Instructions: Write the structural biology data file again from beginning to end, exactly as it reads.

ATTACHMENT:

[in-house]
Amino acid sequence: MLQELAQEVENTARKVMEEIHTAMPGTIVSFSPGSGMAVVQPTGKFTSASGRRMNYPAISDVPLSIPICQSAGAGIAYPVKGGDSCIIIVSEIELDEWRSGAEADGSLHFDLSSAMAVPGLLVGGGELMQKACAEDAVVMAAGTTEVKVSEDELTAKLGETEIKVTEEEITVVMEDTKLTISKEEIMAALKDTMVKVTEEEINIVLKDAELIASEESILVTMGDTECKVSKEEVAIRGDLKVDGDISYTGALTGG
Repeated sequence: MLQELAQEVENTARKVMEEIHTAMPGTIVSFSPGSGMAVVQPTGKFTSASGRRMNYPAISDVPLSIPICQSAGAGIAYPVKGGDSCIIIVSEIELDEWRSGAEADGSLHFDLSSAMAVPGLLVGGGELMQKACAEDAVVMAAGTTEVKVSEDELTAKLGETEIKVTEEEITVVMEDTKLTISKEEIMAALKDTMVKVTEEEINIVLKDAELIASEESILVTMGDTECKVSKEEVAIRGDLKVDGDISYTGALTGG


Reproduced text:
[in-house]
Amino acid sequence: MLQELAQEVENTARKVMEEIHTAMPGTIVSFSPGSGMAVVQPTGKFTSASGRRMNYPAISDVPLSIPICQSAGAGIAYPVKGGDSCIIIVSEIELDEWRSGAEADGSLHFDLSSAMAVPGLLVGGGELMQKACAEDAVVMAAGTTEVKVSEDELTAKLGETEIKVTEEEITVVMEDTKLTISKEEIMAALKDTMVKVTEEEINIVLKDAELIASEESILVTMGDTECKVSKEEVAIRGDLKVDGDISYTGALTGG
Repeated sequence: MLQELAQEVENTARKVMEEIHTAMPGTIVSFSPGSGMAVVQPTGKFTSASGRRMNYPAISDVPLSIPICQSAGAGIAYPVKGGDSCIIIVSEIELDEWRSGAEADGSLHFDLSSAMAVPGLLVGGGELMQKACAEDAVVMAAGTTEVKVSEDELTAKLGETEIKVTEEEITVVMEDTKLTISKEEIMAALKDTMVKVTEEEINIVLKDAELIASEESILVTMGDTECKVSKEEVAIRGDLKVDGDISYTGALTGG